Your post lists plenty of reasons why staying on part time would be great for you, all of which are perfectly valid and if I were an employer looking to convince you to stay on part time those would probably be some of the arguments I'd use to try and persuade you.
In this case however you're the one trying to persuade the employer to agree to the part time arrangement - and to do that you are going to need to come up with some arguments as to why it's beneficial to them to do so.
Since you're currently employed full time then presumably there is sufficient workload in that position to require a full time employee so you're going to need to come up with either a solution to that shortfall. Such as:
Rather than going part time you do compressed hours so you cover the full-time hours over fewer days (might work if your role doesn't operate in a particuarly ad-hoc fashion)
Working a reduced number of days over all but with flexibility - so that you can be present more of the time when their need for your services is high and when work is slower you are in less (this would suit a more ad-hoc work pattern and gives the employer the possible benefit that they are only really paying you when they need you). You could do this either as a part time employee or as a third party contractor. Offering this as a contractor would then offer an additional incentive to them as they would be saving on any employment costs.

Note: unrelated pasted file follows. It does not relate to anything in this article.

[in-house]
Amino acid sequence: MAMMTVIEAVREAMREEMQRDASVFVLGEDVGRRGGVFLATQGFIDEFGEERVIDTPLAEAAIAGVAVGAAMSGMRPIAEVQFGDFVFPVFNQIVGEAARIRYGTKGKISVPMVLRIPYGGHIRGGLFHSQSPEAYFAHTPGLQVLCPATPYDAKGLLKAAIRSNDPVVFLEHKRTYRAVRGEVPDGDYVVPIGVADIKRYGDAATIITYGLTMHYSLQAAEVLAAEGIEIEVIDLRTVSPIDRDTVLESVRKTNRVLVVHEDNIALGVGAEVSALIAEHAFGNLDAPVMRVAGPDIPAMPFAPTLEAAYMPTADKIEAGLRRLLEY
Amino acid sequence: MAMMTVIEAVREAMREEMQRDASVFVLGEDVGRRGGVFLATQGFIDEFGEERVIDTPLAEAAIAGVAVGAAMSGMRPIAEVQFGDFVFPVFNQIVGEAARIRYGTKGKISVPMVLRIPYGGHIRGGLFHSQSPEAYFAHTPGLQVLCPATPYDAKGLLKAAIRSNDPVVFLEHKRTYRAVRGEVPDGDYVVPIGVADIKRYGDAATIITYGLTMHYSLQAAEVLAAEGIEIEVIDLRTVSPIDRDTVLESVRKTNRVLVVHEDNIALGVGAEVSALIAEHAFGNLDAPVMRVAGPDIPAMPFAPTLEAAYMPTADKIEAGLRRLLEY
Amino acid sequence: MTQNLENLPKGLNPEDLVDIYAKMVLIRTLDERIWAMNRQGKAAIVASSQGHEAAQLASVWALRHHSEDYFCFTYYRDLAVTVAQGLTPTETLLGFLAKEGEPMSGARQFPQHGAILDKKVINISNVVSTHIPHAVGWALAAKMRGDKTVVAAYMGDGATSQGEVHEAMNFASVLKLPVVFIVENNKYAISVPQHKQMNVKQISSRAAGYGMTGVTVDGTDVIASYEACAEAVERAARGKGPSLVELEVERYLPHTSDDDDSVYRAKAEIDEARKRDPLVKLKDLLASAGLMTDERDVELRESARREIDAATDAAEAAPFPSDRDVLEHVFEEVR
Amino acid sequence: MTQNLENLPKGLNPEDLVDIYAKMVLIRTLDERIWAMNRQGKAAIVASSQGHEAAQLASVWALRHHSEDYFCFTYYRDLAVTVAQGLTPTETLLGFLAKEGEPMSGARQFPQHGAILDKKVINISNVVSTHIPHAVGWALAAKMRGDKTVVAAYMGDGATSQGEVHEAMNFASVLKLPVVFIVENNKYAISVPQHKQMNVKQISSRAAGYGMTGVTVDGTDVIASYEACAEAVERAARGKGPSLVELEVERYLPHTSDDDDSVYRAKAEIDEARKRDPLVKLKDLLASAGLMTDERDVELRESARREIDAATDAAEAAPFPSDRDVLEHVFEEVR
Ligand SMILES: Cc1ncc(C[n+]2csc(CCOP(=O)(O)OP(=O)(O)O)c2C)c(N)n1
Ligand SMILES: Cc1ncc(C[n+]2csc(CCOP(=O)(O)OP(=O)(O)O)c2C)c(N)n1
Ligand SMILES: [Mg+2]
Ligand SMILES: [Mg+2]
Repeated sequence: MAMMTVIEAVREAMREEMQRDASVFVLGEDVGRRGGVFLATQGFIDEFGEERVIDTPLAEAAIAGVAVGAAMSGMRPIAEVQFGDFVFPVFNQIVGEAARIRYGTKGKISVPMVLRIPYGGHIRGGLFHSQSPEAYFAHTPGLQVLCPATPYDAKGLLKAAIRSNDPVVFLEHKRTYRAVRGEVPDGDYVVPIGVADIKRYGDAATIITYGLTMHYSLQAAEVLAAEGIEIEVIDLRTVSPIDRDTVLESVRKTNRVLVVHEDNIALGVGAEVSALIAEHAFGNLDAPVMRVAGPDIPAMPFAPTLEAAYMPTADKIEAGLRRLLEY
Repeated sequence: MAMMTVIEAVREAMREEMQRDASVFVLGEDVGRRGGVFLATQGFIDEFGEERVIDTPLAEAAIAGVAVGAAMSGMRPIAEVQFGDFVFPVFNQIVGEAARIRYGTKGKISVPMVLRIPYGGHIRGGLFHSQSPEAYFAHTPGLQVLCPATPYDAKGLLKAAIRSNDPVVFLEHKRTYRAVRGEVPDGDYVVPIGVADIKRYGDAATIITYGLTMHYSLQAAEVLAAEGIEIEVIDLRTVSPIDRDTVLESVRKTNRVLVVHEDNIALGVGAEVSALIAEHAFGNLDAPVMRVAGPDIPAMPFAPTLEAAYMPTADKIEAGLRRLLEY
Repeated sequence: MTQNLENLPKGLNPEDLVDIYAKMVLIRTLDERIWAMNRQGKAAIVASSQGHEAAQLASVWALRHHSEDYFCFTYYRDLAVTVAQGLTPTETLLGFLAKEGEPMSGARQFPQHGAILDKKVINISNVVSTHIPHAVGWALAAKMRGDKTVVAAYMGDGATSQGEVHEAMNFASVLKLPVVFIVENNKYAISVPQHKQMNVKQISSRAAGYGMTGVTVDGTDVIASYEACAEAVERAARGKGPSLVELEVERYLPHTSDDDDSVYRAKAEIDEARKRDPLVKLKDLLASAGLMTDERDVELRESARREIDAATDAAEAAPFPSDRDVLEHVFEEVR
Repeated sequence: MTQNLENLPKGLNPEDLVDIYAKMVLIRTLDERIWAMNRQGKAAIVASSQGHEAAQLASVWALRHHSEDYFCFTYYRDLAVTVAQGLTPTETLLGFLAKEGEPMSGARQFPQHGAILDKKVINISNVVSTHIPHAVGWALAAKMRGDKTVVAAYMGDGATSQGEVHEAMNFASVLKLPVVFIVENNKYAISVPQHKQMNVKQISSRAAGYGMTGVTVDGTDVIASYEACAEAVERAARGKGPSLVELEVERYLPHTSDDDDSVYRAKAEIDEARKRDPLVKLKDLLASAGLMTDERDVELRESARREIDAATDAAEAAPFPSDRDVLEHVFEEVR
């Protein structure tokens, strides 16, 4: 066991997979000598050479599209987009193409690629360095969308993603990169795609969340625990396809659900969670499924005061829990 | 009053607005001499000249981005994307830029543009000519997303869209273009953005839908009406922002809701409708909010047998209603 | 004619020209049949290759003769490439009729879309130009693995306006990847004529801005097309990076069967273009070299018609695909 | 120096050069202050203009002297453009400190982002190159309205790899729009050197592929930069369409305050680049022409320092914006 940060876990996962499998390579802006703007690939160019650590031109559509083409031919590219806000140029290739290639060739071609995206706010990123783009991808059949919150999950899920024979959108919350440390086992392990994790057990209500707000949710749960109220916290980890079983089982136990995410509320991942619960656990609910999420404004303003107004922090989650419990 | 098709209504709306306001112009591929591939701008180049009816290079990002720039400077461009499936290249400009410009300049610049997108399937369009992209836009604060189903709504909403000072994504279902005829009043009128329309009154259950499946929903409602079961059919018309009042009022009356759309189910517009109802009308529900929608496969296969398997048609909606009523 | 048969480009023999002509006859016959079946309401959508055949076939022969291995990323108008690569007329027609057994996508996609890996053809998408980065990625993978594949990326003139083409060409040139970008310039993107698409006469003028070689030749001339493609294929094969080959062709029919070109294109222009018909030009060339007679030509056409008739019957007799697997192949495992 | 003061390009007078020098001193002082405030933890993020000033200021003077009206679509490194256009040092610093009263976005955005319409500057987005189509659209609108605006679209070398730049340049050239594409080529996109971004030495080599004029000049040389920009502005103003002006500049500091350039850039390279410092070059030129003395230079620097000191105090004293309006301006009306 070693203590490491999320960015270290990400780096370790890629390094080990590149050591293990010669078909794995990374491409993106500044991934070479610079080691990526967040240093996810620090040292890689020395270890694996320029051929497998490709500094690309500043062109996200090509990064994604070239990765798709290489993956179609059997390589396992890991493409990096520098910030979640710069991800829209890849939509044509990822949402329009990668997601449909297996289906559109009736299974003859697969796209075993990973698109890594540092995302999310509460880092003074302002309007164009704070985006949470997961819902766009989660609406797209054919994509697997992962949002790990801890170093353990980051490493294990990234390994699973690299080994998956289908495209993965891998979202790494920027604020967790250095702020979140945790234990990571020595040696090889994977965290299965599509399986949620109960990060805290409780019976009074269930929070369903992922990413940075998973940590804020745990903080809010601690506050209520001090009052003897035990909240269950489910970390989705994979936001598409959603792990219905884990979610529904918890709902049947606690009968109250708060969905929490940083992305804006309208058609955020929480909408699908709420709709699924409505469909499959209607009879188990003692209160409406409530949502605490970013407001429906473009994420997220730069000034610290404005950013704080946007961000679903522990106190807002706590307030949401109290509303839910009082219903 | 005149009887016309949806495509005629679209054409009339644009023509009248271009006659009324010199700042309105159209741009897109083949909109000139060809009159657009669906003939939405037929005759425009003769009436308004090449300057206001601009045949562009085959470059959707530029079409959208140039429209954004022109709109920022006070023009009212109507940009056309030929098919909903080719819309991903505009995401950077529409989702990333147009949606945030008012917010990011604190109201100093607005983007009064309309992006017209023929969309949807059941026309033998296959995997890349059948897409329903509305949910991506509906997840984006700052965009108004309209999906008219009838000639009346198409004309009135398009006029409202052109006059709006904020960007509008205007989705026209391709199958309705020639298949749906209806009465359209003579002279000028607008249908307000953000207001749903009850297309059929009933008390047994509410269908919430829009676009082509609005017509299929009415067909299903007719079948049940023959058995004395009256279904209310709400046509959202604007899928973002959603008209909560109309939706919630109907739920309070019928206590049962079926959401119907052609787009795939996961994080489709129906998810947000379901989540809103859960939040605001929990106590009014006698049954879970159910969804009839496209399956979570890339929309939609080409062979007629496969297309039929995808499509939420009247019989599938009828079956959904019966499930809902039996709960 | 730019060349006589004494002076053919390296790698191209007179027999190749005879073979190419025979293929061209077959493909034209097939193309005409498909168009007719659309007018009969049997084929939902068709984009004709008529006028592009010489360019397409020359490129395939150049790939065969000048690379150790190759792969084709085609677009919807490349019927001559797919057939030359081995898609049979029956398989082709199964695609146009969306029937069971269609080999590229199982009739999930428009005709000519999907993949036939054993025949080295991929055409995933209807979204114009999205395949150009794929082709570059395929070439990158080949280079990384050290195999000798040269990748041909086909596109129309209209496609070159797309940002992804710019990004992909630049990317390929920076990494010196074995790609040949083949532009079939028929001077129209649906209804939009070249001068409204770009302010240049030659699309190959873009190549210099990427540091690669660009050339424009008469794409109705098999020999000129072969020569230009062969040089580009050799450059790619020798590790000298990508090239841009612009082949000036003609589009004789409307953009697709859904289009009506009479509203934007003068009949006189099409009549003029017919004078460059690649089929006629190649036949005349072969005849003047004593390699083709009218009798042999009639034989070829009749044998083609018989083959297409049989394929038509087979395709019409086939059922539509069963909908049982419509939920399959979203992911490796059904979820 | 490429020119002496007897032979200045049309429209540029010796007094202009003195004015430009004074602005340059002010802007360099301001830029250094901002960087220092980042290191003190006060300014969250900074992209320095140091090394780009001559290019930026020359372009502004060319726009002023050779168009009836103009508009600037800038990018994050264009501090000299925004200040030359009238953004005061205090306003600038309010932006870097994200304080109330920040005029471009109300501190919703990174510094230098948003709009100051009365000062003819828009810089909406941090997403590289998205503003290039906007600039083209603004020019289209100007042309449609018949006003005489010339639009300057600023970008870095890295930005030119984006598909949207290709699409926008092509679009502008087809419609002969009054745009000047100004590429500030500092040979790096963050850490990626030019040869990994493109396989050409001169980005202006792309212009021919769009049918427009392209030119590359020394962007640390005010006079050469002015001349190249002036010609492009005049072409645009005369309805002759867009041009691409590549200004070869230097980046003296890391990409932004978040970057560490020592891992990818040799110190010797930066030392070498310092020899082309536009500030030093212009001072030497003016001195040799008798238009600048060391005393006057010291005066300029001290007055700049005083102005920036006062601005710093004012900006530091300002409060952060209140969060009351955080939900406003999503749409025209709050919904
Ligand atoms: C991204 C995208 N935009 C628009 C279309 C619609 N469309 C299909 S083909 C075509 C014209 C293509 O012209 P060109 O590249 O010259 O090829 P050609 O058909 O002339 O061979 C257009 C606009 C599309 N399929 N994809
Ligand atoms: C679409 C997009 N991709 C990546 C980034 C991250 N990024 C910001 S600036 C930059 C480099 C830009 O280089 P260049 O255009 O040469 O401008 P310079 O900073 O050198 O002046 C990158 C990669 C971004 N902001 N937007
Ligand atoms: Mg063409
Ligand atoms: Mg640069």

If however they do need a full time person in the role then you'll have to come up with a way to justify the additional cost to the company of having you as a part timer and having a full time replacement for you.
This is going to be tricky, you've only been there 8 months so it will be difficult to argue that the company would be losing too much in-house knowledge by letting you walk out the door, and given you state that this is mainly a learning opportunity for you it's unlikely that you are bringing sufficient levels of experience to the role to warrant hiring a junior or entry-level employee at a much lower wage than yourself and retaining you as a part timer for the "tough stuff".
I've got to be honest and say that your chances are slim unless they have really been struggling to find enough work to fill your full time hours. Asking if you could stay part-time as a contractor is probably your best chance but I think you need to be prepared for the "No".
If you're happy with the idea of leaving if you don't get the part-time deal you'd like then there's no harm in asking though.